It seems like a lot but these are lives at stake. Not just on the day of the weigh-in and/or fight night but years after these men and women are done fighting. There is no retirement plan for most boxers. Once they are retired, we tend to forget the majority of them. Not unlike with the PED issue, brain injuries or any other important issue facing this sport, diligence is needed by not just the media but everyone. This is our sport. It’s time we paid attention when far more than a tragedy occurs. It’s time we stopped saying, “People will only care about PEDs or brain injuries after a tragedy,” and take steps each day to help minimize damage before it happens while raising awareness.
It’s 2014. We are capable of so much. Mayweather showed us that good old-fashioned leadership can help blaze a trail toward a new era in the sport. While the volunteer testing movement is going strong and appears to grow stronger each day, it needs support from everyone involved in combat sports. Dana White, Top Rank Promotions’ Bob Arum, the media-at-large, the commissions and those who appoint their executive directors. I’ve written it and said it for years now because it’s true. Health and safety is not a partisan issue. It’s one of great import that should concern us all.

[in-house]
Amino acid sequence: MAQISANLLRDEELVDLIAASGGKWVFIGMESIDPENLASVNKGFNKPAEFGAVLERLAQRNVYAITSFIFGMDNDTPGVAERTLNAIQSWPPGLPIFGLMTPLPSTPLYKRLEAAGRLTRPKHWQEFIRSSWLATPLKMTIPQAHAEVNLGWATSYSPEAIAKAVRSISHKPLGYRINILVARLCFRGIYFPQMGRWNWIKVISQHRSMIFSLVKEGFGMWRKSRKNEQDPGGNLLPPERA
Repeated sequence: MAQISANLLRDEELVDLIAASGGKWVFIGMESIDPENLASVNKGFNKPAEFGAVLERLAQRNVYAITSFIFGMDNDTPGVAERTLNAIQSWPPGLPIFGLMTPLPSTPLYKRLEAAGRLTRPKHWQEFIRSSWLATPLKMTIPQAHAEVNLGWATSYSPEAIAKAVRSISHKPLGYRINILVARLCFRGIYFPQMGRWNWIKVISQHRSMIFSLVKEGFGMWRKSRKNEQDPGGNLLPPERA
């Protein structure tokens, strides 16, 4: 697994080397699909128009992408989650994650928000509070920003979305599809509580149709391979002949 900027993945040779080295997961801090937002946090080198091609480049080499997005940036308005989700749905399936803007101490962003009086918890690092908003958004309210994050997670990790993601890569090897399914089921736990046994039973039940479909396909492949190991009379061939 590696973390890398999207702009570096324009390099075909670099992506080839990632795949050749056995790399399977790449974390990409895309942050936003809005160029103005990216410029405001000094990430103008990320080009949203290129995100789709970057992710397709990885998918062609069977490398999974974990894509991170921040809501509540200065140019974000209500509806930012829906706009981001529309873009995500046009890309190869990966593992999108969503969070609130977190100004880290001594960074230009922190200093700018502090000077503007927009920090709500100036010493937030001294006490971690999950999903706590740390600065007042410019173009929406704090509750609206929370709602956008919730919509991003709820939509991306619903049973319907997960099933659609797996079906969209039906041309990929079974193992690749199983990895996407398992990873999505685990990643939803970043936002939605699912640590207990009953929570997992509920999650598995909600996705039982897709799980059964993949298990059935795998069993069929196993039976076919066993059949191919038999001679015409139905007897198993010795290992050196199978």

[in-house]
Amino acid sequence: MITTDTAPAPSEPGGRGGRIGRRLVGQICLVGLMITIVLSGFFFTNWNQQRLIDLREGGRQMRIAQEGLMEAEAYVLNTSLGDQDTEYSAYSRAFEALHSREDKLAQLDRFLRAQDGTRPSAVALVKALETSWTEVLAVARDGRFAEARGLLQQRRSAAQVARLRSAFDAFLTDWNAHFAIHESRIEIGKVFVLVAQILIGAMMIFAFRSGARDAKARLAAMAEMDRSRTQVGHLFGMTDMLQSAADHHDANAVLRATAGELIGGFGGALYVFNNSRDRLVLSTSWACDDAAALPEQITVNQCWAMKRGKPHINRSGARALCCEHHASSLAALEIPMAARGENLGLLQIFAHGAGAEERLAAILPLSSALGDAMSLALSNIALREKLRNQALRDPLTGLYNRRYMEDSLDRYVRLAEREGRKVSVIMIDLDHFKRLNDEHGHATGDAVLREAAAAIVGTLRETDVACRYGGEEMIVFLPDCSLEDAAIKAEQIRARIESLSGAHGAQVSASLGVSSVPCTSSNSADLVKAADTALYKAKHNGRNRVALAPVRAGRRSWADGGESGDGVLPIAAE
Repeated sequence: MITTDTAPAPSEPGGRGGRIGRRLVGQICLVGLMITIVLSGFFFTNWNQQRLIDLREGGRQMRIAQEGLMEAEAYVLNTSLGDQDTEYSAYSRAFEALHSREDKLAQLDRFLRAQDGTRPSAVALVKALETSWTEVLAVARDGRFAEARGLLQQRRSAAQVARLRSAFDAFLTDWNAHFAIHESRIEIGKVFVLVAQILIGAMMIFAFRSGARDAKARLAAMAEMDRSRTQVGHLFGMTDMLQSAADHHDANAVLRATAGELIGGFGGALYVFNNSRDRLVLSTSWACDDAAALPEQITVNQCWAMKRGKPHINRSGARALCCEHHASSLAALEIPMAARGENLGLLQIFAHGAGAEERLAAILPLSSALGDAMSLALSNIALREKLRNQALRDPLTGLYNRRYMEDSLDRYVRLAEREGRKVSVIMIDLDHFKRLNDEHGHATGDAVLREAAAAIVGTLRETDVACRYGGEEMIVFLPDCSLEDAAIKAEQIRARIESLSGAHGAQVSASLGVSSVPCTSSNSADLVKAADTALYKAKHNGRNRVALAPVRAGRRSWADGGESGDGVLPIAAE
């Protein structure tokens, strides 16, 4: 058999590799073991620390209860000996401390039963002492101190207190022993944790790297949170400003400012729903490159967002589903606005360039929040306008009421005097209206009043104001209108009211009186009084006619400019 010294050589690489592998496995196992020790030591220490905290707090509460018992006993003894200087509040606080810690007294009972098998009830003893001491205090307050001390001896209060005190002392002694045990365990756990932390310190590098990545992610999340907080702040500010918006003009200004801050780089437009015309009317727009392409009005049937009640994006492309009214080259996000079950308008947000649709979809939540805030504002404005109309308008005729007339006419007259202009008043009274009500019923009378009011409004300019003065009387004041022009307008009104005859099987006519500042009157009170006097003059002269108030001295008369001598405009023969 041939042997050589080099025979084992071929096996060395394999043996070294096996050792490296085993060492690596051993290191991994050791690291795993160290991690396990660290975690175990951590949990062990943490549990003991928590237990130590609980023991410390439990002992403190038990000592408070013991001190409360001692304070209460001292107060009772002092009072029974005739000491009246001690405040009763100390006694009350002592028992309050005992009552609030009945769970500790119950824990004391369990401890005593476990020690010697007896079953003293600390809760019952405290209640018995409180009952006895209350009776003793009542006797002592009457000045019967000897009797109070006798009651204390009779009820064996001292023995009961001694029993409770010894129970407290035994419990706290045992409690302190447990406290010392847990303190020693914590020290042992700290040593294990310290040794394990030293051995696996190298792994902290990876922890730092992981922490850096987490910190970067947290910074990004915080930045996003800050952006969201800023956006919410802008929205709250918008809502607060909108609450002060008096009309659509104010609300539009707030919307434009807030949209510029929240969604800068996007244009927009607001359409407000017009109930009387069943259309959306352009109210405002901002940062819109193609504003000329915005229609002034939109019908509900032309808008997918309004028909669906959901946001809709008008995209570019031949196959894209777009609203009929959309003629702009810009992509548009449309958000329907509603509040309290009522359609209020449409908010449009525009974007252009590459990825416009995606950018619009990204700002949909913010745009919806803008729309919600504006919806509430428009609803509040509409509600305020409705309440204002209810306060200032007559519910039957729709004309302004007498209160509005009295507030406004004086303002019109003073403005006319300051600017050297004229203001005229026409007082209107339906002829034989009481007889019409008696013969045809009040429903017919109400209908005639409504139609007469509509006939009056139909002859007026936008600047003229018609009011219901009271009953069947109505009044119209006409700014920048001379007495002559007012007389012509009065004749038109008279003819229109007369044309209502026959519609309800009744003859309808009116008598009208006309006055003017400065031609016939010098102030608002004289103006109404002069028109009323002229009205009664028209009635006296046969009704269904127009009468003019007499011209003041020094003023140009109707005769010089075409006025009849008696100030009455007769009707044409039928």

This is a great start:
The ARP made wonderful suggestions. Now it’s time we all took our own individual steps - the most important steps of all - and implement them. If you are a commission head, do something about this. If you are a promoter, find a way to support them. If you are a fan, don’t deride those trying to promote change for the better. Go after those who aren’t. If you are a media member, keep shining the light brightly on these issues. Change begins with the individual - but it spreads by joining together and so the ripple effect of a single action becomes a wave of positive change.
You can email Gabriel at, follow him on Twitter at and catch him every Monday on “The Next Round” with Steve Kim, now at its new home, or via iTunes subscription at You can also tune in to hear him and co-host David Duenez live on the BlogTalk radio show, Thursdays at 5-8 p.m., PT.
Please visit our Facebook fan page at, where you can discuss our content with Maxboxing readers as well as chime in via our fully interactive article comments sections.

Subscribe to feed Subscribe to feed

© 2010 MaxBoxing UK Ltd